Understandably, the COVID-19 pandemic has put a pin in many industries as lockdown measures around the world bring them to a halt.

But it seems that NASA and SpaceX are forging ahead with the mission to launch American astronauts into space, aboard an American-built spacecraft, from American soil.

This is because NASA has announced that the mission, known as Demo-2, will go ahead and has set a launch date of 27th May.

The mission will be the first time that the SpaceX Crew Dragon ferries humans to the International Space Station.

Those two are NASA astronauts Robert Behnken and Douglas Hurley who are among the first to train on SpaceX’s Crew Dragon.

As commander, Hurley will be responsible for launch, landing and recovery while Behnken will act as joint operations commander and be responsible for rendezvous, docking and undocking.

“Lifting off from Launch Pad 39A atop a specially instrumented Falcon 9 rocket, Crew Dragon will accelerate its two passengers to approximately 17,000 mph and put it on an intercept course with the International Space Station. Once in orbit, the crew and SpaceX mission control will verify the spacecraft is performing as intended by testing the environmental control system, the displays and control system and the maneuvering thrusters, among other things. In about 24 hours, Crew Dragon will be in position to rendezvous and dock with the space station,” explained NASA.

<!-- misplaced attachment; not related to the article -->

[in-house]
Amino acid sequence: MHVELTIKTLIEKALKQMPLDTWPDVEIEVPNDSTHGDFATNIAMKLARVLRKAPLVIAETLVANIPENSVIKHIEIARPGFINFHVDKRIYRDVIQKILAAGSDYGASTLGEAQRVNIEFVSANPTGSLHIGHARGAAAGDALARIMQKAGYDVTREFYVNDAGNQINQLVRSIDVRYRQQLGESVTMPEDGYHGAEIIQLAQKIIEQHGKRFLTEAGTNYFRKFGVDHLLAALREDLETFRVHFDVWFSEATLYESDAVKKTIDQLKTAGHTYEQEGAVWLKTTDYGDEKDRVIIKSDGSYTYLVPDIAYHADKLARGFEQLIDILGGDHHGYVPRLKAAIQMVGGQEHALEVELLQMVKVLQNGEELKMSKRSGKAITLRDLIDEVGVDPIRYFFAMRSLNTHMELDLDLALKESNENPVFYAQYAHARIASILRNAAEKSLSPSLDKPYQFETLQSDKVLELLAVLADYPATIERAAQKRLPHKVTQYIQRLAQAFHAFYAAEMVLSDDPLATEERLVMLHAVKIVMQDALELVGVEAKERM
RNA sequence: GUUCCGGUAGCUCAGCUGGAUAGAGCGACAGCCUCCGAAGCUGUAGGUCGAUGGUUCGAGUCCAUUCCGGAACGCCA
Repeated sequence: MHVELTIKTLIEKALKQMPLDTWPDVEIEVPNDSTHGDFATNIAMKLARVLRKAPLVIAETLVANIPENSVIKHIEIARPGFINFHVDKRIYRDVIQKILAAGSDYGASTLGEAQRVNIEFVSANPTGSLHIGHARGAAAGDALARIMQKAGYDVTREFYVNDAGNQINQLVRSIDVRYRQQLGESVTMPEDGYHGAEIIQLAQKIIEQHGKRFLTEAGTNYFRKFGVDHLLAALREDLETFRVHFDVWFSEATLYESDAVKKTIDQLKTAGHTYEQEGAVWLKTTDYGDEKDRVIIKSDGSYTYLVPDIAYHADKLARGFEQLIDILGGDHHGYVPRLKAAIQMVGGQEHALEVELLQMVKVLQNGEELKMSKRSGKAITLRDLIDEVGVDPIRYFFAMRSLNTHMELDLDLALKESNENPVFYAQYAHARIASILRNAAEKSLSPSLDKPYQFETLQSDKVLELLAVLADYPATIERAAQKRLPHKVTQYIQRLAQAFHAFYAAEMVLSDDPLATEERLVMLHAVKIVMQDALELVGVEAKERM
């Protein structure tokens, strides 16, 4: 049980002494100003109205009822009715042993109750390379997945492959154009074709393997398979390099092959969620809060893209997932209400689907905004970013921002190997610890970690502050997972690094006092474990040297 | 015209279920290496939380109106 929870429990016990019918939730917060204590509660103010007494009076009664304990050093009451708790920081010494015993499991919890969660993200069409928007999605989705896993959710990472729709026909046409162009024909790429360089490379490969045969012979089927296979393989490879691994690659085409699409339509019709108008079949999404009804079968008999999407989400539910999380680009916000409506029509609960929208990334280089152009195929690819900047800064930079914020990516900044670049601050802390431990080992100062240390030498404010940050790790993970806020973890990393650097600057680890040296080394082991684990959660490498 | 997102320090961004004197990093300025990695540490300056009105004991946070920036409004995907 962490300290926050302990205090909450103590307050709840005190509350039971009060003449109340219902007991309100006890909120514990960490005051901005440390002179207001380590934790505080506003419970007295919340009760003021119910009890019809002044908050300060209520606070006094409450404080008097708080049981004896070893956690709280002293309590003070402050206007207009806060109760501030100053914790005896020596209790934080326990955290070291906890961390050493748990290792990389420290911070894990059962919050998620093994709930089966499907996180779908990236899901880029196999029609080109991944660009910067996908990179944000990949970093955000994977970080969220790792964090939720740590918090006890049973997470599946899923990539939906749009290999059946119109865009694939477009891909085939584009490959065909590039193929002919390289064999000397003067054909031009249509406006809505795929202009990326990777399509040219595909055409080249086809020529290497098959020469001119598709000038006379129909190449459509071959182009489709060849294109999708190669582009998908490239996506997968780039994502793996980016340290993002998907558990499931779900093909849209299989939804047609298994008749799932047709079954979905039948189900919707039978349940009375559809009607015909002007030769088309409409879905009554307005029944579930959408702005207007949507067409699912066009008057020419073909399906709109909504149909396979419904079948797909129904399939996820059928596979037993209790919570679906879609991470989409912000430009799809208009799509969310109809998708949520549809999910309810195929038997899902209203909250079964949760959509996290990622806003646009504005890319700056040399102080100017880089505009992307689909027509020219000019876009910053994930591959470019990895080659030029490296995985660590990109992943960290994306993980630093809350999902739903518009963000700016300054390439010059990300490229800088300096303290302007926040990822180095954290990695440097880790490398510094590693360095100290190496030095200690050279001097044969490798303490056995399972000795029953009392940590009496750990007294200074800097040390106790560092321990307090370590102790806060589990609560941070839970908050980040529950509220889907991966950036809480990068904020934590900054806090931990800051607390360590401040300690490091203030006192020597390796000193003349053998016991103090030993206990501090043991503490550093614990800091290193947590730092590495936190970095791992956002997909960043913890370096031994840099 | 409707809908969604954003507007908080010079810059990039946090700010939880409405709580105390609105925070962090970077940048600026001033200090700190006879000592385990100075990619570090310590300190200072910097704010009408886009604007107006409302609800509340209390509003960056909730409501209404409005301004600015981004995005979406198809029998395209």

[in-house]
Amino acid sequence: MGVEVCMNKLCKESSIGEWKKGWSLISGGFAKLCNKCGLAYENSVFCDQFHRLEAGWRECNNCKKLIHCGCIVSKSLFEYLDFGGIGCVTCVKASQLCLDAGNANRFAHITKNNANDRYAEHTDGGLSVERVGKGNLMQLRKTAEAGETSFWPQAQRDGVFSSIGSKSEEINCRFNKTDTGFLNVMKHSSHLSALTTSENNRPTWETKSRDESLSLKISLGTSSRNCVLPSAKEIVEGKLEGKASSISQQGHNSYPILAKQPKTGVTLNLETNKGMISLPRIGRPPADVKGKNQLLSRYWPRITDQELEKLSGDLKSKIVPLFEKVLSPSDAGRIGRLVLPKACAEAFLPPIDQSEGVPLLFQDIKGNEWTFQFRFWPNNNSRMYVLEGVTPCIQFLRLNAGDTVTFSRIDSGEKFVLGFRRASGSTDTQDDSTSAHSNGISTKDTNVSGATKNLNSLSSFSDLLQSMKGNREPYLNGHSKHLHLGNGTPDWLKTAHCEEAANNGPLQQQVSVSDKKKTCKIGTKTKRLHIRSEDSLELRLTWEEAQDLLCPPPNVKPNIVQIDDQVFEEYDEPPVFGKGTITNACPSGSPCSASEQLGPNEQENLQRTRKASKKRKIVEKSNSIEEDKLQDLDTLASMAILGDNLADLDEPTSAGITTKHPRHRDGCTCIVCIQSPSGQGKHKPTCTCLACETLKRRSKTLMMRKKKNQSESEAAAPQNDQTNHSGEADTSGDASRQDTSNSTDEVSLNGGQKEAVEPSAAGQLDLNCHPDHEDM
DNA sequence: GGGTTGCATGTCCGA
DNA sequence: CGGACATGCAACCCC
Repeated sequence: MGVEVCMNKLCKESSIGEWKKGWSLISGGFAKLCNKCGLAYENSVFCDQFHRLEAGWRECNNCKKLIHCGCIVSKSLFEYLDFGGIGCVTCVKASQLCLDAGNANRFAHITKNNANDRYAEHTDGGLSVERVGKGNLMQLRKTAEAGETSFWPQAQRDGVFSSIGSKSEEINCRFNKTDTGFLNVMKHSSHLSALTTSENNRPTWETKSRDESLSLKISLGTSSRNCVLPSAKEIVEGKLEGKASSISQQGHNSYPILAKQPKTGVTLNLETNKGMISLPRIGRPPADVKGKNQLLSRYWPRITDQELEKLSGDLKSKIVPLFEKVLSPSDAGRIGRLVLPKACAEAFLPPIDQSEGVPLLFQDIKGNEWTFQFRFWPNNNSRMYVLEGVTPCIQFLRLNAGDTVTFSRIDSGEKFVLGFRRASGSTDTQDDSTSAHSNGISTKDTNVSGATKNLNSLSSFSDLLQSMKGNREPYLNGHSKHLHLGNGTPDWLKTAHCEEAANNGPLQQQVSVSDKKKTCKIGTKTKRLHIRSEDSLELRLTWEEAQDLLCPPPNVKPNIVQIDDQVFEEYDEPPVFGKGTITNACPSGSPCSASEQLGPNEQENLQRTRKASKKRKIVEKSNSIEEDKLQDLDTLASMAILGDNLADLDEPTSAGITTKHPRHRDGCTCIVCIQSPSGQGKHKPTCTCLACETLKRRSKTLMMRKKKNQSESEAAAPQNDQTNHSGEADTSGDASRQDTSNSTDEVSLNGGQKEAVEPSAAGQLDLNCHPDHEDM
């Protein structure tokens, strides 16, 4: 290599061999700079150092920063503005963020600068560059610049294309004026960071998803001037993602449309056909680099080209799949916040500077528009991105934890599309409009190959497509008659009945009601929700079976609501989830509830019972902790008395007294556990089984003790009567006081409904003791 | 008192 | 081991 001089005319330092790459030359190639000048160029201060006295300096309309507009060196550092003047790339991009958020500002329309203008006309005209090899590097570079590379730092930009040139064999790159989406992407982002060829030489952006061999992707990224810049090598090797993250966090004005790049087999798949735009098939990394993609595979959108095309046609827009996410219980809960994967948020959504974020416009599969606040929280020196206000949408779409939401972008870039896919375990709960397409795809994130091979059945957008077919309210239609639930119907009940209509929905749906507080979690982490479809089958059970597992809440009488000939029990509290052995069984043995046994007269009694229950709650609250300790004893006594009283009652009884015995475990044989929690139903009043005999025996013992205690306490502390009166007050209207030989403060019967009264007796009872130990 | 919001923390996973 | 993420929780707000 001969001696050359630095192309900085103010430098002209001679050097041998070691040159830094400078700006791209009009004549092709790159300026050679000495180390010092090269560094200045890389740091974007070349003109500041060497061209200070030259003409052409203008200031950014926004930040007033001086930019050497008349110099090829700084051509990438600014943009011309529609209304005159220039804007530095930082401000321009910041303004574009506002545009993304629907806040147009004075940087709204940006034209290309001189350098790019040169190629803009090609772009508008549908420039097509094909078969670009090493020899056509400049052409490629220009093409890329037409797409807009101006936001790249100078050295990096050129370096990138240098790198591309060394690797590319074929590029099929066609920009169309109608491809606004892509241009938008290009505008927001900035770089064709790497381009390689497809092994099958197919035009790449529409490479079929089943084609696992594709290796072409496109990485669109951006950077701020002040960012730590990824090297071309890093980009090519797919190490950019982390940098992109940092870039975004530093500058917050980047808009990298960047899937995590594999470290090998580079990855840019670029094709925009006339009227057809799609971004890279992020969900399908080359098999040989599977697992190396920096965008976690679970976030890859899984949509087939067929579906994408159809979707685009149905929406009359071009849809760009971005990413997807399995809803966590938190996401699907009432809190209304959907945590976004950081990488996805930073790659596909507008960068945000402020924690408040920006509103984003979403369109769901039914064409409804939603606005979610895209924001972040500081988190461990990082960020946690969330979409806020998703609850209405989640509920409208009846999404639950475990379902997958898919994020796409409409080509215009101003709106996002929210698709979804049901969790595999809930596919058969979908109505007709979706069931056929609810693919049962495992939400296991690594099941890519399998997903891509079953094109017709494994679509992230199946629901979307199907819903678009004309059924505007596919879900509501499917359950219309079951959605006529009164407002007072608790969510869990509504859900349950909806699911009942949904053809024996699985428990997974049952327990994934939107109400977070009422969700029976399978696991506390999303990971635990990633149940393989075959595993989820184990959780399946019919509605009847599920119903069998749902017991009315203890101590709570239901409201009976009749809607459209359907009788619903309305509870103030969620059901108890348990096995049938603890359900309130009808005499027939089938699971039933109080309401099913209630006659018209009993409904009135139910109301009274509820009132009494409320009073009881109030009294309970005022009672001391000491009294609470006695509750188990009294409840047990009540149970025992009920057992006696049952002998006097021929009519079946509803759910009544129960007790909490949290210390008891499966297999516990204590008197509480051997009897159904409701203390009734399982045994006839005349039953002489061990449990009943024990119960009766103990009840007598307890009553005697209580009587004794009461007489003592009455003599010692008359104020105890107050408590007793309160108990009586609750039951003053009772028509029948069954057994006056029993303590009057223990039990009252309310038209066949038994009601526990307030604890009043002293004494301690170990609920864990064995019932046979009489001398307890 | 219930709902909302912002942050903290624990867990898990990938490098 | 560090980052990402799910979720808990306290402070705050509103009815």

Of course, the elephant in the room here is COVID-19.

Many NASA employees are now working remotely which makes things a bit complicated. Reading a report from Ars Technica regarding the launch, it’s not clear how NASA intends on conducting processes such as flight readiness reviews and more.

The prospect of a launch is rather exciting although it’s not the so-called “return to space flight in the US” that has us excited.

We’ve been watching SpaceX build, launch and land rockets for a good few years and seeing those years of testing come to ahead is pretty damn cool.

[Source – NASA]